Super angels,” individuals who invest significant amounts of their own money in start-ups year after year, have the appetite and the capacity to put hundreds of thousands or even millions of dollars into single deals.
They make rapid investment decisions. They leverage the contacts of enormous personal networks and base much of their diligence on their own expertise.
Super angels may also influence entrepreneurs’ expectations in such a way as to push angel groups to speed up decisions and increase investment size to continue to attract the better deals.
Such are the initial findings of an ongoing Angel Resource Institute (ARI) research project that explores the influence and impact of super angels on entrepreneurial innovation and angel investing.
A catalyst for innovation
“As angel investors have become significantly more professional, organized, and easier to ‘see,’ there is no doubt that angel investing has been, and will continue to be, a catalyst for innovation,” says Richard Sudek, chairman of the ARI research committee and chairman Emeritus of the Tech Coast Angels.
“This study further clarifies the different types of angel investors and their activities with a detailed focus on the impact of those extremely active angel investors commonly referred to as super angels.”
Over the last eighteen months, Allan May, chairman and founder of Life Science Angels; Dr. Robert Wiltbank, professor of Strategy at Willamette University, and Dr. Sudek, interviewed super angels who have invested $5 to $100 million directly in between eight and ninety new ventures each. The super angels interviewed averaged about thirty angel investments per individual and came from diverse geographies.
“Super angels are not a new phenomenon. They have been around from the start of main-stream early stage investing in the late seventies and early eighties, if not earlier,” says Mr. May.
Major players in most tech sectors
“They have been major players in most technology sectors, such as semiconductors, software, biotechnology, and medical devices. These angels backed companies like Google, Twitter, A123, Amgen, AutoCAD, Intel, Apple, National Semiconductor, Guidant, and Teledyne when they were barely companies,” Dr. Wiltbank says.
As uniquely active investors with the capacity to support a company further along the growth path, super angels, like venture capitalists, are able to attract great deal flow in the silos of their expertise.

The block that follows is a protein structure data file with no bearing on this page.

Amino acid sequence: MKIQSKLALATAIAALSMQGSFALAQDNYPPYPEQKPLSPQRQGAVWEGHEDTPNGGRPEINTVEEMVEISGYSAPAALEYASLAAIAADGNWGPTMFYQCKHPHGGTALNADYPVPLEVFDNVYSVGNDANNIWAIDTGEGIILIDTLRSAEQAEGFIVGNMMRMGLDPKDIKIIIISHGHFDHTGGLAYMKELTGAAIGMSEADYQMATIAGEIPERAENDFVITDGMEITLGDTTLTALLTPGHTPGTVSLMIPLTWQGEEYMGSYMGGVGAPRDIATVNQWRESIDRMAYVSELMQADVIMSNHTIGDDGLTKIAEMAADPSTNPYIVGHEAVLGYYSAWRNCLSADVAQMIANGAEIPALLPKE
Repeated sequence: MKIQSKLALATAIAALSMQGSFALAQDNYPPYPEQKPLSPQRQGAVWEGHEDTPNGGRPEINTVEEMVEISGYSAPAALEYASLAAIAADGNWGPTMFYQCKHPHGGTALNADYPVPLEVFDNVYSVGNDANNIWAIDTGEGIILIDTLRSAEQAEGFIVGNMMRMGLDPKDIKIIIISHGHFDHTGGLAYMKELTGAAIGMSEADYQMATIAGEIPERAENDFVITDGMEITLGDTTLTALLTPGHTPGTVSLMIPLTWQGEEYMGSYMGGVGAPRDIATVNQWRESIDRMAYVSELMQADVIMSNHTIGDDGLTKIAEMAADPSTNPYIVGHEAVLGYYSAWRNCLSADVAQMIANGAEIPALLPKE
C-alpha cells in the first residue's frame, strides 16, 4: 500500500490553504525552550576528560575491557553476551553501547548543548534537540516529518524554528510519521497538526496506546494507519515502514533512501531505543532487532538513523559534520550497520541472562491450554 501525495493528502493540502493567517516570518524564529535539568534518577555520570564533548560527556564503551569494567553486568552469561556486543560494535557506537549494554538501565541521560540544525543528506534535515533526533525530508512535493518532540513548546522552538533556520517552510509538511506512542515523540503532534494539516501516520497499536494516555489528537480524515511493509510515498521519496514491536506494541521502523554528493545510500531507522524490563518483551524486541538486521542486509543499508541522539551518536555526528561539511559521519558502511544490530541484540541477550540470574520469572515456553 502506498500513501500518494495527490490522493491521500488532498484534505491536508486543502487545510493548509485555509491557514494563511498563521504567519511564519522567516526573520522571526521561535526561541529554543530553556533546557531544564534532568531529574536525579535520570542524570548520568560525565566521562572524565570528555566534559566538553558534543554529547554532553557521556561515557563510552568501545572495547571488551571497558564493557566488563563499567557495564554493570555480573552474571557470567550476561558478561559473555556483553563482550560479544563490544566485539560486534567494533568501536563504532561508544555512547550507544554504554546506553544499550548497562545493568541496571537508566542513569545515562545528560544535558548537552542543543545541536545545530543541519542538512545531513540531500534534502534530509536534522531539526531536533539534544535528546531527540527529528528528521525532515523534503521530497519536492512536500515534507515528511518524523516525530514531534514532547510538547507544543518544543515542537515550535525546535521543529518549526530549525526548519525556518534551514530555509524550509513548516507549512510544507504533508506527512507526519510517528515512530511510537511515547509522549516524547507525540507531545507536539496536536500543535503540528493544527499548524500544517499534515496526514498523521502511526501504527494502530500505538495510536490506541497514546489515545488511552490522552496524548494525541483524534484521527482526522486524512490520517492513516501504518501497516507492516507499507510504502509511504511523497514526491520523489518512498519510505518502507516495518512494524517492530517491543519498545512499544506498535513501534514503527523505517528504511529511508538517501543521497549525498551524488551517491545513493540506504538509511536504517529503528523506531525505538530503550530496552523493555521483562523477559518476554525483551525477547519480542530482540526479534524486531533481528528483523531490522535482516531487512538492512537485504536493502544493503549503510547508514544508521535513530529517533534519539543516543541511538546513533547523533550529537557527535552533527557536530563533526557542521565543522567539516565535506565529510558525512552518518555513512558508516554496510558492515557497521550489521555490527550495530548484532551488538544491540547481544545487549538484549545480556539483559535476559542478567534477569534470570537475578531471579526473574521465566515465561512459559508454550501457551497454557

“Commonly when one mentions super angels, thoughts lead to high-tech investors from Silicon Valley,” says Dr. Sudek.
“However, super angels are found throughout the country and not just doing high-tech. We found serial investors who make large angel investments year after year from the East Coast, Northwest, and Southwest, as well as in California. Most all of these super angels have built companies themselves, which is typically what produced their original capital for investment.”
Wide variety of investment strategies
The ARI project team observed super angels applying a wide variety of investment strategies, from “broad and thin,” characterized by investing in many ventures but rarely making a follow-on investment, to “co-founding” or starting a venture with 100 percent ownership, to “deep dive” where the super angel had extensive sector expertise and the specific industry network to leverage talent, strategic partnerships, customer relationships, and the startup’s exit strategy.
“Some super angels we interviewed had invested more than $10 million into one company,” says Mr. May. “This capacity allows them to be very patient and work with uniquely capital inefficient companies all the way to an exit.”
While not all super angels interviewed invested a lot of capital into a single company-study respondents ranged from $50,000 to $10 million -the group did show a rather extreme commitment to invest within the sector in which their initial fortunes had been made. This was particularly true of Silicon Valley-based super angels. For entrepreneurs, the sector where a super angel has invested before looks to be a fairly reliable predictor of where the super angel will be interested in investing next.
Big passion required, no quiters, no jerks
“When asked what they had learned from their investments, without prompting, and without hesitation, every single super angel stated that they were much better at reading people and understanding the risks and potential that the individuals and team dynamics bring to the mix,” Dr. Wiltbank says. “Their position on people was quite common: big passion required and absolutely ‘no quitters, no liars, and no jerks.’”
Sharing an investing landscape with super angels, angel groups can benefit from creating a collaborative network that can process investment decisions more quickly. Sidecar funds, funds that invest alongside an active group of angels thus increasing the investment size, may become more important in keeping an angel group relevant to great entrepreneurs, particularly in localities where super angels are active.
“This research is continuing,” says Dr. Sudek. “We are still evaluating the different ways super angels’ social networks influence their investing, their specific decision rules, and their practices for involvement after the investment.”
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